3 March 2010

A pressing question...

Andrew Geddis is trying to provoke a reaction from me about whether some local authority spending might be unlawful:
- Pundit: "Our liberty cannot be guarded but by the freedom of the press"

The background is another scrap in Wanganui.  As I understand it, the Council has proposed to:
1. pull $100,000 of its advertising from the Wanganui Chronicle;
2. transfer it's advertising to the rival River City Press; and
3. subsidise the operations of the Press, in order that it can increase its circulation, thereby ensuring greater currency of the Council's adverts throughout the district (particularly rural areas).

Apparently the Chronicle has a legal opinion which suggests this might be unlawful:
- WanganuiChronicle: "Council may face legal challenge over plan"

Geddis (understandably) dodges this question.  Or rather, despatches a hospital pass!
"(As an aside, I just haven’t had the time to look into the legal niceties around this particular issue. Graeme Edgler/Dean Knight/anyone else out there got any thoughts on this? That’s what the comments box is for!)"

So, unlawful?  I doubt it.  Unwise? Well, something for the voters, not the courts.

The decision-making framework for local authorities is complex, so there are potentially many legal quibbles folks might have with the proposal.  See my analysis of the decision-making framework at a recent conference:
- Knight "Local Authority Decision-making and the Consideration of Community View: Content and Compliance"

But I'll give it a quick go (without having seen the legal opinion):

1. The starting point is that local authorities have what's called a "power of general competence". Basically it means they can do whatever a natural person can do, except where something is otherwise prohibited.  This broad empowering provision is found in section 12 of the Local Government Act 2002:

"12 Status and powers...
(2) For the purposes of performing its role, a local authority has—
(a) full capacity to carry on or undertake any activity or business, do any act, or enter into any transaction; and
(b) for the purposes of paragraph (a), full rights, powers, and privileges."

No problems there - unlike the old days, particularly in the UK, where local authorities couldn't do things such as building a town clock, unless legislation explicitly empowered them to do so.

2.  The reference to "its role" in section 12 links back to sections 10 and 11 of the LG Act 2002.  Essentially, local authorities overarching mandate (or their jurisdiction to do things) is two-fold:
- to "enable democratic local decision-making and action by, and on behalf of, communities" and
- to "promote the social, economic, environmental, and cultural well-being of communities, in the present and for the future" within their districts.
Again, no problem here.  This is a broad statement of the role of a local authority.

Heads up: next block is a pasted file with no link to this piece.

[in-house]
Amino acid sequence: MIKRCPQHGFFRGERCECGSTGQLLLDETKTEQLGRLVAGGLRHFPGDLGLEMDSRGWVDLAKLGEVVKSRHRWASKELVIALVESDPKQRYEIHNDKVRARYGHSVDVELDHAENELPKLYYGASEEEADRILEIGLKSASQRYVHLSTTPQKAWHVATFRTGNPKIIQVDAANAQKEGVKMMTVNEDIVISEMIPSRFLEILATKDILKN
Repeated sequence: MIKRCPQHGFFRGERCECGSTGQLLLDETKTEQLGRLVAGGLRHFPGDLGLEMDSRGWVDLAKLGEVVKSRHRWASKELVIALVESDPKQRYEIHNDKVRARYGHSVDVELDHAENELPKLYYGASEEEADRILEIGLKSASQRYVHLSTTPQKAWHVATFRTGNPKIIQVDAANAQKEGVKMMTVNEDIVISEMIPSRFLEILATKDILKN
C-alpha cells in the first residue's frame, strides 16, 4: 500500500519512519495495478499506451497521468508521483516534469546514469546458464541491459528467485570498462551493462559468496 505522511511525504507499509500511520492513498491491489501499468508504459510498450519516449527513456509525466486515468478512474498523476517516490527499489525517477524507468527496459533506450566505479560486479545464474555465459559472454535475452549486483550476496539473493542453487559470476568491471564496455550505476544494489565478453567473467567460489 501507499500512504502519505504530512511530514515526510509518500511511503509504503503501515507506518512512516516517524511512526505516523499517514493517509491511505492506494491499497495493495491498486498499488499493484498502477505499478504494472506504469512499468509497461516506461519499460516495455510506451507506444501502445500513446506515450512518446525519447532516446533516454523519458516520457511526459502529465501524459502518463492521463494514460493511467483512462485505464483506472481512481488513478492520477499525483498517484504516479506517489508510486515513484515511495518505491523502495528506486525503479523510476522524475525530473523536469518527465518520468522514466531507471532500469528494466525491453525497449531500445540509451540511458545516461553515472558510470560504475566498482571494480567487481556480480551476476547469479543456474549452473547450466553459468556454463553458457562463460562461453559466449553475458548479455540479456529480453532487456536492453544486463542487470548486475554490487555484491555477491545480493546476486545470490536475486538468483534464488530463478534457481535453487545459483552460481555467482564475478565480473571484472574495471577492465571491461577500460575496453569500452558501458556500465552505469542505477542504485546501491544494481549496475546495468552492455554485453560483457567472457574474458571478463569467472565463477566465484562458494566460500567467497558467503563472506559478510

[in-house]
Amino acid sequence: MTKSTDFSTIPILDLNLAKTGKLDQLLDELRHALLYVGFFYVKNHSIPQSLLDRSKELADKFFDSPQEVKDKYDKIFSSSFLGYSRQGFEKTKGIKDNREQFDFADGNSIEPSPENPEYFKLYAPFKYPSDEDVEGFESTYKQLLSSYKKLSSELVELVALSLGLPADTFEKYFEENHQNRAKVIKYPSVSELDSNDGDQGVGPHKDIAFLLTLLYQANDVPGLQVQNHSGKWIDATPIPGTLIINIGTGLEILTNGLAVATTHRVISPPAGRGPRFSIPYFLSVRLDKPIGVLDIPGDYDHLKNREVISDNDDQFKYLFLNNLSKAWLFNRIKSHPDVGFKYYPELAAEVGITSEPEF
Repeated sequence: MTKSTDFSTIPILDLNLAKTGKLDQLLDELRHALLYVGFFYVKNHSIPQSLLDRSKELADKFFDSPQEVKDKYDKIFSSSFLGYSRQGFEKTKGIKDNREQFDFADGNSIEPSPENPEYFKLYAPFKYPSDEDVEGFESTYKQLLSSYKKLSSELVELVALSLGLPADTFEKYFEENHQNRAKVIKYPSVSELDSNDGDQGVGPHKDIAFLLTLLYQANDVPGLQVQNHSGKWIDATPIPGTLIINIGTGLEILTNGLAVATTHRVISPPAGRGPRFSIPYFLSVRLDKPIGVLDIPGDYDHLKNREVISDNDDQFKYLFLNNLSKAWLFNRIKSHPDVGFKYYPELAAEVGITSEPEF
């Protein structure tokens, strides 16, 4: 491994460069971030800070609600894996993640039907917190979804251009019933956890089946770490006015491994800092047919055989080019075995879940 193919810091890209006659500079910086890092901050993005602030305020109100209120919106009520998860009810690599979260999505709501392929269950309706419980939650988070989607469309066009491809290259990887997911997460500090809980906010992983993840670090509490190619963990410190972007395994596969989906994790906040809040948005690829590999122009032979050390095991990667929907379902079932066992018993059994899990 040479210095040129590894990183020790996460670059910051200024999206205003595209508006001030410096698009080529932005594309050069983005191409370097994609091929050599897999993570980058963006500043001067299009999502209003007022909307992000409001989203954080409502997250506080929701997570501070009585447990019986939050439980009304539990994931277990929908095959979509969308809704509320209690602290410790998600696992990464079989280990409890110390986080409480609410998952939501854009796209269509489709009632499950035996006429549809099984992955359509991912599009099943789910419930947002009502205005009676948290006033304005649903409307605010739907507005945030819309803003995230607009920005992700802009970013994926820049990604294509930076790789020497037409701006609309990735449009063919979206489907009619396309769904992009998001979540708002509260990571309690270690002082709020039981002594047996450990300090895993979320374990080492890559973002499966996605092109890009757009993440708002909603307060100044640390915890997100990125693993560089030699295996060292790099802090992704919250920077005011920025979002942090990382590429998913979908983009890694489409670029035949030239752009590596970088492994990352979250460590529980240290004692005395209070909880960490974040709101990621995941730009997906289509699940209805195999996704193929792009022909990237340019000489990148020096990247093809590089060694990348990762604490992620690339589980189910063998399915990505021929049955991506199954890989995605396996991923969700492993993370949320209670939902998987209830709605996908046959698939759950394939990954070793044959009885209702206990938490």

3.  Local authorities must also act in accordance with a number of high-level principles set out in section 14 of the LG Act 2002.  Now, thede include things like democratic decision-making, taking account of community views, and – relevantly here – making "efficient use of resources" and "the efficient and effective use of its resources in the interests of its district or region".  Some arguments here.  But, importantly, I don't think any purported non-compliance with these high-level principles would result in findings of illegality by a court.  In other words, there principles are "non-justiciable".  Elsewhere our courts have held that they not going to entertain arguments about illegality based on such high-level principles, except in the case of bad faith, corruption and fraud (Mercury Energy Ltd v Electricity Corporation of New Zealand Ltd [1994] 2 NZLR 385).  Also, section 14(2) specifically directs that any conflicts about the high-level principles or aspects of the well-beings should be resolved in accordance with principle that local authorities must conduct their business in "an open, transparent, and democratically accountable manner". Again, indications that the courts should steer clear.  Any arguments are to be ventilated through the democratic processes.  And  ultimately accountability for judgements about the principles lies with the ballot box.  

4.  There might be a question about whether, as a matter of process, any decision was made in accordance with the individual decision-making principles in Part 6 of the LG Act 2002 or the other strategic planning processes.  But the devil's in the detail on this, and I don't have the information or the time to express a view on this.  But I think it's probably hard to be tripped up on this (see my conference paper above).

In short, I'm sceptical about any arguments that suggest the proposal might be unlawful.  But people closer to the dispute may help pinpoint the arguments that are being deployed.

Course Outline

Lord Justice Lawton in Maxwell v Department of Trade and Industry [1974] 2 All ER 122 said:

"From time to time ... lawyers and judges have tried to define what constitutes fairness. Like defining an elephant, it is not easy to do, although fairness in practice has the elephantine quality of being easy to recognise. As a result of these efforts a word in common usage has acquired the trappings of legalism: 'acting fairly' has become 'acting in accordance with the rules of natural justice', and on occasion has been dressed up with Latin tags. This phrase in my opinion serves no useful purpose and in recent years it has encouraged lawyers to try to put those who hold inquiries into legal straitjackets.... For the purposes of my judgment I intend to ask myself this simple question: did the [decision-maker] act fairly towards the plaintiff?"

This course examines the elephantine concept of fairness in the law, along with other contemporary legal issues.

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